JAn blk .jpg

The Process

The process begins with a series of questions, usually related to the current social climate, particularly within the context of females, gender equality and analysing the social roles of women. This enables  me to propose an intention for the collection which becomes an anchor point for future decisions. Secondly, I will select  the garment pieces I want to focus on - Denim, Tops, Footwear etc and I will build a self proposed brief around them. Although this sounds slightly restricting, I find the act of establishing the constraints during the initial stages of the process helps to quickly gain clarity in the direction the design will take.  Following on from the brief,  I begin to carry out in depth research consisting of multiple reference boards containing key words, literature, visuals and colour palettes. Using the research I will construct a project concept which tends to involve  the “theory into practice” approach. As a creative I am heavily led by conceptual design as opposed to visual imagery informing design. I find this allows the evolution of the design process to be less predictable and results in a far less literal outcome. The concept then gives birth to the methodology, which provides the framework for sustainable production; everything from fabrication sourcing to garment deconstruction/reconstruction and silhouette will be informed by this conceptual method of working. Finally with the design outcome in hand I will critically analyse the aspects that worked well and the aspects which were less successful. This post critical process creates the feedback loop which enables me to evolve the ideas and techniques that I want to further explore. By doing this, I find that it gives the collections a sense of cohesion which hopefully illustrates both a consistent design language as well as an ongoing refinement of my aesthetic. For example during the initial stages of experimentation It became apparent that lines would become a recurring element within my design DNA, which perfectly aligned with the COMMON Å COMMUNĒ brand message of connectivity, community and commonality.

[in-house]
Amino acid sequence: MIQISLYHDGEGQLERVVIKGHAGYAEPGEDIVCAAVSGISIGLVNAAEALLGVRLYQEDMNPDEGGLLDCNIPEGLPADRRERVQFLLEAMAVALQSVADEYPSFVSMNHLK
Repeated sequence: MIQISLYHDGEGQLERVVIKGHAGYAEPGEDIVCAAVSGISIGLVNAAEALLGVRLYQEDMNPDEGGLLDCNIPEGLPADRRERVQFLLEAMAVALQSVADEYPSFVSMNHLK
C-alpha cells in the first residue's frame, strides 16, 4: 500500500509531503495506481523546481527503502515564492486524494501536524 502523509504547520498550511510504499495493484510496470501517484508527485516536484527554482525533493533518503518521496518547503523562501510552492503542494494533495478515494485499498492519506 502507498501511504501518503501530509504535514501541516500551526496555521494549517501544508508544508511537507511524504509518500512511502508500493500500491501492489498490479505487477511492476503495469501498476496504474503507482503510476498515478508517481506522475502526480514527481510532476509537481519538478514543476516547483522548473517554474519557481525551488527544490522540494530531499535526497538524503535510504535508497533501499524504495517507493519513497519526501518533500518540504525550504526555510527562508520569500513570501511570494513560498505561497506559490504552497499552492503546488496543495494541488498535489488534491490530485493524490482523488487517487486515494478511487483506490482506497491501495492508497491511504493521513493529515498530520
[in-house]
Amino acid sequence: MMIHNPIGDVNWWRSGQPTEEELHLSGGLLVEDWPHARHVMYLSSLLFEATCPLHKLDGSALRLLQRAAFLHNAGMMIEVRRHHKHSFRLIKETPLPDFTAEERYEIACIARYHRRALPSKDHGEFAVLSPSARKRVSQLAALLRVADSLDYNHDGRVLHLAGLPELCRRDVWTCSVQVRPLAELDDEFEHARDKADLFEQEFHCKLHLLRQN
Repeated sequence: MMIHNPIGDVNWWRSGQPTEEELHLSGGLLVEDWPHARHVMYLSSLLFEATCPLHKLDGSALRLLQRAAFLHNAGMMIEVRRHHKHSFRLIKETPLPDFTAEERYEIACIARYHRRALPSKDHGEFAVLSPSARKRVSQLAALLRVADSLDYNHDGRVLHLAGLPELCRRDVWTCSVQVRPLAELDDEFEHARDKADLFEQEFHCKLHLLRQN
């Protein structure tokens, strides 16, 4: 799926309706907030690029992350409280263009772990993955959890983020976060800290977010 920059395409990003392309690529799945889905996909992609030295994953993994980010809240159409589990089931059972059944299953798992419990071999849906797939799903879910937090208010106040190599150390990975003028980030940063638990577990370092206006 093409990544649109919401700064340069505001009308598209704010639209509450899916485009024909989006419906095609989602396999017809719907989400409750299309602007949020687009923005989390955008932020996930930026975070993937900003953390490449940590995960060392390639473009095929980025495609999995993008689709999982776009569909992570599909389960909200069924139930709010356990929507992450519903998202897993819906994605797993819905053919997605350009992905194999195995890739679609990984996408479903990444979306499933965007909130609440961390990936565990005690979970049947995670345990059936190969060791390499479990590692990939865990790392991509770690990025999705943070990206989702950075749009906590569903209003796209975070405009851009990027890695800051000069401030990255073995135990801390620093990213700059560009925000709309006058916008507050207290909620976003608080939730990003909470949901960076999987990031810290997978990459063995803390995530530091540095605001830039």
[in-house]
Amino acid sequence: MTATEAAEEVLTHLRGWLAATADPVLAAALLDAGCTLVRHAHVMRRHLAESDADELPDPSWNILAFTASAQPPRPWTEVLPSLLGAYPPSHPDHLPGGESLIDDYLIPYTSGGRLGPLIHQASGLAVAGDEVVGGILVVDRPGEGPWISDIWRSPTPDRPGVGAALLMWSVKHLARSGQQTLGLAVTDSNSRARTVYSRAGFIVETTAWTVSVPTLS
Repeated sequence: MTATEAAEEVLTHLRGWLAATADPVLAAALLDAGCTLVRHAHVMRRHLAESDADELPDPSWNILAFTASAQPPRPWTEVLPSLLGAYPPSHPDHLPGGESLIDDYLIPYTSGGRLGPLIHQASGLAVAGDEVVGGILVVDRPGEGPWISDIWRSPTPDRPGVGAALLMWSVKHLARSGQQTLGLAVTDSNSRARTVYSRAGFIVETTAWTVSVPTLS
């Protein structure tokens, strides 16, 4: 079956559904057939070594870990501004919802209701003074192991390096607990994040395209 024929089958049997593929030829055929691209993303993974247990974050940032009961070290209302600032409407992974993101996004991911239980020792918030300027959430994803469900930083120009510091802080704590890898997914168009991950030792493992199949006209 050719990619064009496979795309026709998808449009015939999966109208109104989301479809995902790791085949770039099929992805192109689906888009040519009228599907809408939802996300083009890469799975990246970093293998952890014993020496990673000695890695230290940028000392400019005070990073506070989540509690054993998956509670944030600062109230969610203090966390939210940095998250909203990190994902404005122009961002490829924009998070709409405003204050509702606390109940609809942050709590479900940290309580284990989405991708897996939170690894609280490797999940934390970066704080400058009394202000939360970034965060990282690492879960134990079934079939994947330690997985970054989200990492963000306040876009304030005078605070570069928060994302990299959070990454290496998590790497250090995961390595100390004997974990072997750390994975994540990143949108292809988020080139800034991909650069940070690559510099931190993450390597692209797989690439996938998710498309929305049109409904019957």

Previously studied photography and art direction, became really interested in multidisciplinary approaches to communication and the study of semiotics. Over the last few years I have spent a lot of time researching and exploring ways to communicate meaning. Looking subjectively at fashion, particularly British fashion, I felt there was space for a womenswear brand that had modernity and functionality at its core but still had the narrative and silhouette that expressed and explored ideologies around the modern female experience.  I think it is important to mention that as a Black/Mixed Race female not only did I observe a lack of females leading in the contemporary design field but an even greater understanding that women of colour were and still are less represented at higher levels in all industries including fashion.

Purpose & Underlying Mission

I see my purpose in design as proposing a perspective on modern femininity, one which explores the underpinning of female psyche and the ways in which modern women navigate their environment.  In a sense, it's a dual intention of both meeting the design and taste needs of women whilst simultaneously telling a new narrative that heavily resonates with their experience.



My intention is  to use design to create social dialogue around gender, community and sustainability. 2020 has given me the space and the clarity to carefully consider how I want to contribute to fashion and design, with a focus on design as a form of communal service. Community, humanity, connection and modernity are pillar words that form the foundation of why and how I want to participate in this field and those words also informed the brand name  “COMMON Å COMMUNĒ” .  Ultimately the  brand will be utilised through varying avenues and disciplines as a vehicle for social impact. 

PHASE 1 SEB-01BW.jpg